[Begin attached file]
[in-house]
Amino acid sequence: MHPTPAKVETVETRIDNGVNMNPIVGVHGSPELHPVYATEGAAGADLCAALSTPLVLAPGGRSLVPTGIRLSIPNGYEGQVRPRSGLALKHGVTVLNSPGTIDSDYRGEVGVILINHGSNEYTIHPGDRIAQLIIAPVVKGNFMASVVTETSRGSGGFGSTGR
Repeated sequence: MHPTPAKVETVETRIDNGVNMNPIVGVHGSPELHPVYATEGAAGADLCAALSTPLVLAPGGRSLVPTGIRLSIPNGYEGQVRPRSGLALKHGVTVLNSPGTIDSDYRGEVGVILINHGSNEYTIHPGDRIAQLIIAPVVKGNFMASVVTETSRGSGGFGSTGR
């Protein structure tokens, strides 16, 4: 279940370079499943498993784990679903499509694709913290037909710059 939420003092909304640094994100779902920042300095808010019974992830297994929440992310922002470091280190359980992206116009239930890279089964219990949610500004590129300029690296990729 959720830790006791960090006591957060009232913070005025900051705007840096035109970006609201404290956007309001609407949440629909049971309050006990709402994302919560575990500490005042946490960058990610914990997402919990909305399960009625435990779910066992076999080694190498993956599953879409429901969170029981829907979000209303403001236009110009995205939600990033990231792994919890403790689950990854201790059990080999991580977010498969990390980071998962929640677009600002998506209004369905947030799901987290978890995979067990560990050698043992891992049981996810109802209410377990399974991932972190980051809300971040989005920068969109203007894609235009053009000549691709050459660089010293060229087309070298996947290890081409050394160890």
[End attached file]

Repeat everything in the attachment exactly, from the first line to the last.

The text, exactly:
[in-house]
Amino acid sequence: MHPTPAKVETVETRIDNGVNMNPIVGVHGSPELHPVYATEGAAGADLCAALSTPLVLAPGGRSLVPTGIRLSIPNGYEGQVRPRSGLALKHGVTVLNSPGTIDSDYRGEVGVILINHGSNEYTIHPGDRIAQLIIAPVVKGNFMASVVTETSRGSGGFGSTGR
Repeated sequence: MHPTPAKVETVETRIDNGVNMNPIVGVHGSPELHPVYATEGAAGADLCAALSTPLVLAPGGRSLVPTGIRLSIPNGYEGQVRPRSGLALKHGVTVLNSPGTIDSDYRGEVGVILINHGSNEYTIHPGDRIAQLIIAPVVKGNFMASVVTETSRGSGGFGSTGR
């Protein structure tokens, strides 16, 4: 279940370079499943498993784990679903499509694709913290037909710059 939420003092909304640094994100779902920042300095808010019974992830297994929440992310922002470091280190359980992206116009239930890279089964219990949610500004590129300029690296990729 959720830790006791960090006591957060009232913070005025900051705007840096035109970006609201404290956007309001609407949440629909049971309050006990709402994302919560575990500490005042946490960058990610914990997402919990909305399960009625435990779910066992076999080694190498993956599953879409429901969170029981829907979000209303403001236009110009995205939600990033990231792994919890403790689950990854201790059990080999991580977010498969990390980071998962929640677009600002998506209004369905947030799901987290978890995979067990560990050698043992891992049981996810109802209410377990399974991932972190980051809300971040989005920068969109203007894609235009053009000549691709050459660089010293060229087309070298996947290890081409050394160890």